Northern Hotel, Billings, 2011

Northern Hotel, Billings, 2011

Yet, at the same time, it took us back to the city’s roots.  Banker Preston W. Moss had championed the need for a luxury hotel, to attract business and further investment.  More than anyone, Ruth Towe, made the preservation of Moss’s story, and his mansion, to be a life task.  I had the chance to listen to many of the Moss Mansion group’s plans and

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dreams back in the 1980s.  Their legacy today is not just the city’s primary historic house museum, but also a renewed interest in the historic downtown residential neighborhoods.  Billings has a rich collection of domestic architecture, and the good condition of those places today, like the ongoing renovation and expansion of the McKinley School, tells anyone that downtown Billings is alive and well.  Individuals like Ruth Towe willing to work with others can make a difference in historic preservation.  I have seen it in my professional career in Billings.  There will be much more to be said about this place in future postings.

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The Art Deco style of the Babcock Theatre is yet another downtown historic preservation anchor.

Billings: heart of the Midland Empire

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The irrigation ditch at Hesper Ranch, where the irrigated empire of eastern Montana began in the late 19th century.

Billings, due to a young energetic staff at the city’s major history museum, the Western Heritage Center, gave me my first opportunities to learn and embrace the amazing landscape of Montana.  In 1982 the museum was finding its way; it was not the community institution that it has become some 30 plus years later.  Board members in 1982 were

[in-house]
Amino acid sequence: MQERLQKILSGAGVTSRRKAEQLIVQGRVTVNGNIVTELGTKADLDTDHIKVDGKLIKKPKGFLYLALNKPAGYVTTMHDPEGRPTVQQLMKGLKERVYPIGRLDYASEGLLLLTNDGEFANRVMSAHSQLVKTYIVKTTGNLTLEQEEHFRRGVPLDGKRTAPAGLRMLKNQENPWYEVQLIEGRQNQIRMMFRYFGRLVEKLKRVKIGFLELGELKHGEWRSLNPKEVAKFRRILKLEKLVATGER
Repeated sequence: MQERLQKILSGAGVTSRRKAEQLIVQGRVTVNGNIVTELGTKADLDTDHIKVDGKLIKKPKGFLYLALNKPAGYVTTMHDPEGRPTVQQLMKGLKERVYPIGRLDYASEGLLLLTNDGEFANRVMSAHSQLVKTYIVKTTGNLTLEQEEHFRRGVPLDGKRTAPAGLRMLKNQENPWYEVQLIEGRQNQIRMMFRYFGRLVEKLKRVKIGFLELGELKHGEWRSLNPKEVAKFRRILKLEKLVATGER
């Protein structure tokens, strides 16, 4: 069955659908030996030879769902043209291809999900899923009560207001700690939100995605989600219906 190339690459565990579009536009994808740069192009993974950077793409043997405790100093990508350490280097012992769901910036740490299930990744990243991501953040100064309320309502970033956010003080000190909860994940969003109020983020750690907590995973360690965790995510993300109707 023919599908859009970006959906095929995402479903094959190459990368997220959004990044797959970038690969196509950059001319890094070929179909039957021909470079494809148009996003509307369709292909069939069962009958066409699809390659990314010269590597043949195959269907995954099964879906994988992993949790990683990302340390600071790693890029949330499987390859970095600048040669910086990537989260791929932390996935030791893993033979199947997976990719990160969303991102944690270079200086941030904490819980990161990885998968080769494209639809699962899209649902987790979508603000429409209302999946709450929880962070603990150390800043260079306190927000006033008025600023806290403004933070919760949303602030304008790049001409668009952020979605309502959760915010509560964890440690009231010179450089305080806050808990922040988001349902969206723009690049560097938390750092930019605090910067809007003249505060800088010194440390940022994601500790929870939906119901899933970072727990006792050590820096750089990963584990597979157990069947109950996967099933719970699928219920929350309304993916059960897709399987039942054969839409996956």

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Western Heritage Center (the historic Parmly Billings Library), Billings, in 2006

interested in possibly recreating the old river village of Coulson, of which not a trace was left.  I explored the issue, recommended no, and then suggested that actually the founding and development of the town was a fascinating story–with a cast of characters.  Well, only a few people (Lynda Moss the education director then and David Carroll the exhibit curator) were fascinated with what I found, but I was a convert, and ever since I have been exploring the Midland Empire of Billings and Yellowstone County.

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The Big Ditch, at Eastern Montana College (now MSU Billings)

Irrigation, those man-made slivers of life that slice through eastern Montana, was one important key to the story.  When Frederick Billings, the president of the Northern Pacific Railroad, helped to established the “town on paper” called Billings in 1882, he soon discovered that while there was coal in the Bull Mountains to the north there was little land worth his salt for agricultural development, and Billings was nothing if not an energetic, progressive farmer back at his home in Vermont.

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The city’s centennial statue of Frederick Billings, which stood by a parking garage when I began my Billings history work in the 1980s. Due to the good efforts of Lynda Moss and others, it was appropriately moved to the grounds of the historic Parmly Billings Library (Western Heritage Center) over a decade later.